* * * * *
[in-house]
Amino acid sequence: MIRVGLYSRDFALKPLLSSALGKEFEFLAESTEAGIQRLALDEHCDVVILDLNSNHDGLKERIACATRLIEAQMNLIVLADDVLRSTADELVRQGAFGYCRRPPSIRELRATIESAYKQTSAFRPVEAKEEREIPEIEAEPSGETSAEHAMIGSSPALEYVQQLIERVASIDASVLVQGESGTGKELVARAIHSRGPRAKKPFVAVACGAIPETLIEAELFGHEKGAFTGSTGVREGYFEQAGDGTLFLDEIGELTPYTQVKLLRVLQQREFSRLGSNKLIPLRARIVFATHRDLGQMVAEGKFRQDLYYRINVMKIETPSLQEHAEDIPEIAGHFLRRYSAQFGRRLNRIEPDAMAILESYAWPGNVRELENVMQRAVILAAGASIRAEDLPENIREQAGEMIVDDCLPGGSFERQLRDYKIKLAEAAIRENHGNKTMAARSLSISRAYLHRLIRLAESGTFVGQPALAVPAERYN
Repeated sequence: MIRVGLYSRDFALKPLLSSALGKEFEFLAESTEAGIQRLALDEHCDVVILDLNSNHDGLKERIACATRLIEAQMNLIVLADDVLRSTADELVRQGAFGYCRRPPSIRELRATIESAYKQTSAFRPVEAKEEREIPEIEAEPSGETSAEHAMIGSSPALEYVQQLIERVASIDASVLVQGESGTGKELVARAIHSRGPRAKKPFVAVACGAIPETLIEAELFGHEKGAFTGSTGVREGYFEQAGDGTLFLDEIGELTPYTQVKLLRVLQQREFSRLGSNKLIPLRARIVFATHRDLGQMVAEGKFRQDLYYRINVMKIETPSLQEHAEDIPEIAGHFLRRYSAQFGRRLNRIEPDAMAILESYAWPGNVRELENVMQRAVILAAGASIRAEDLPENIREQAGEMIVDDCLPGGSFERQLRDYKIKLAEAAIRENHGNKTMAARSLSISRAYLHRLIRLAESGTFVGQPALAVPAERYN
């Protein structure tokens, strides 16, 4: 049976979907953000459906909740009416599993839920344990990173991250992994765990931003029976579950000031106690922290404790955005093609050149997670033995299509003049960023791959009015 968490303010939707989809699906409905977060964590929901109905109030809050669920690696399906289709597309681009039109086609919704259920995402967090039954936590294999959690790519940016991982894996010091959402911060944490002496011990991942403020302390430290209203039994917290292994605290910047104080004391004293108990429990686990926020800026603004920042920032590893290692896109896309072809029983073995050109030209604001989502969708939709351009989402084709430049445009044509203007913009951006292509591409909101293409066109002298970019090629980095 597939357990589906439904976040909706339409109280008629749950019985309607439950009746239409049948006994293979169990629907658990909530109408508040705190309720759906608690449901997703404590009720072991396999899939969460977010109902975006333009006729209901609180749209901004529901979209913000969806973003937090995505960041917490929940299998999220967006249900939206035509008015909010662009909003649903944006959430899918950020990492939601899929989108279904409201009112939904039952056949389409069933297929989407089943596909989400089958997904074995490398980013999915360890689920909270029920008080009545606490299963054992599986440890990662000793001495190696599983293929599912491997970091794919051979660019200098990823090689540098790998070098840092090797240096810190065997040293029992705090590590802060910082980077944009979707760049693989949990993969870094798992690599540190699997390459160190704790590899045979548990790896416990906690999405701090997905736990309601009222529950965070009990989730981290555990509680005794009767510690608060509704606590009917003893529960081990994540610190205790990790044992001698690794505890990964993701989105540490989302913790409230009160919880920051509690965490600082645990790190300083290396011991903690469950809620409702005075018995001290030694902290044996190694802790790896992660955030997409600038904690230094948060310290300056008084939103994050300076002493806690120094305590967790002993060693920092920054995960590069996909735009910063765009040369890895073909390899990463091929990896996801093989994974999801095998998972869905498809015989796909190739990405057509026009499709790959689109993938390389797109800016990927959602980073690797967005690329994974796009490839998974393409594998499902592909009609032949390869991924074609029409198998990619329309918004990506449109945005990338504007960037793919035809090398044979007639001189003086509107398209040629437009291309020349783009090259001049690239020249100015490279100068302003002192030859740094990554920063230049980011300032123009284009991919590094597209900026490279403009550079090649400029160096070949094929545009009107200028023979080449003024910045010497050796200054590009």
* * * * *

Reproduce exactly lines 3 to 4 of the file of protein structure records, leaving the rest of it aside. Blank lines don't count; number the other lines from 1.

Repeated sequence: MIRVGLYSRDFALKPLLSSALGKEFEFLAESTEAGIQRLALDEHCDVVILDLNSNHDGLKERIACATRLIEAQMNLIVLADDVLRSTADELVRQGAFGYCRRPPSIRELRATIESAYKQTSAFRPVEAKEEREIPEIEAEPSGETSAEHAMIGSSPALEYVQQLIERVASIDASVLVQGESGTGKELVARAIHSRGPRAKKPFVAVACGAIPETLIEAELFGHEKGAFTGSTGVREGYFEQAGDGTLFLDEIGELTPYTQVKLLRVLQQREFSRLGSNKLIPLRARIVFATHRDLGQMVAEGKFRQDLYYRINVMKIETPSLQEHAEDIPEIAGHFLRRYSAQFGRRLNRIEPDAMAILESYAWPGNVRELENVMQRAVILAAGASIRAEDLPENIREQAGEMIVDDCLPGGSFERQLRDYKIKLAEAAIRENHGNKTMAARSLSISRAYLHRLIRLAESGTFVGQPALAVPAERYN
């Protein structure tokens, strides 16, 4: 049976979907953000459906909740009416599993839920344990990173991250992994765990931003029976579950000031106690922290404790955005093609050149997670033995299509003049960023791959009015 968490303010939707989809699906409905977060964590929901109905109030809050669920690696399906289709597309681009039109086609919704259920995402967090039954936590294999959690790519940016991982894996010091959402911060944490002496011990991942403020302390430290209203039994917290292994605290910047104080004391004293108990429990686990926020800026603004920042920032590893290692896109896309072809029983073995050109030209604001989502969708939709351009989402084709430049445009044509203007913009951006292509591409909101293409066109002298970019090629980095 597939357990589906439904976040909706339409109280008629749950019985309607439950009746239409049948006994293979169990629907658990909530109408508040705190309720759906608690449901997703404590009720072991396999899939969460977010109902975006333009006729209901609180749209901004529901979209913000969806973003937090995505960041917490929940299998999220967006249900939206035509008015909010662009909003649903944006959430899918950020990492939601899929989108279904409201009112939904039952056949389409069933297929989407089943596909989400089958997904074995490398980013999915360890689920909270029920008080009545606490299963054992599986440890990662000793001495190696599983293929599912491997970091794919051979660019200098990823090689540098790998070098840092090797240096810190065997040293029992705090590590802060910082980077944009979707760049693989949990993969870094798992690599540190699997390459160190704790590899045979548990790896416990906690999405701090997905736990309601009222529950965070009990989730981290555990509680005794009767510690608060509704606590009917003893529960081990994540610190205790990790044992001698690794505890990964993701989105540490989302913790409230009160919880920051509690965490600082645990790190300083290396011991903690469950809620409702005075018995001290030694902290044996190694802790790896992660955030997409600038904690230094948060310290300056008084939103994050300076002493806690120094305590967790002993060693920092920054995960590069996909735009910063765009040369890895073909390899990463091929990896996801093989994974999801095998998972869905498809015989796909190739990405057509026009499709790959689109993938390389797109800016990927959602980073690797967005690329994974796009490839998974393409594998499902592909009609032949390869991924074609029409198998990619329309918004990506449109945005990338504007960037793919035809090398044979007639001189003086509107398209040629437009291309020349783009090259001049690239020249100015490279100068302003002192030859740094990554920063230049980011300032123009284009991919590094597209900026490279403009550079090649400029160096070949094929545009009107200028023979080449003024910045010497050796200054590009």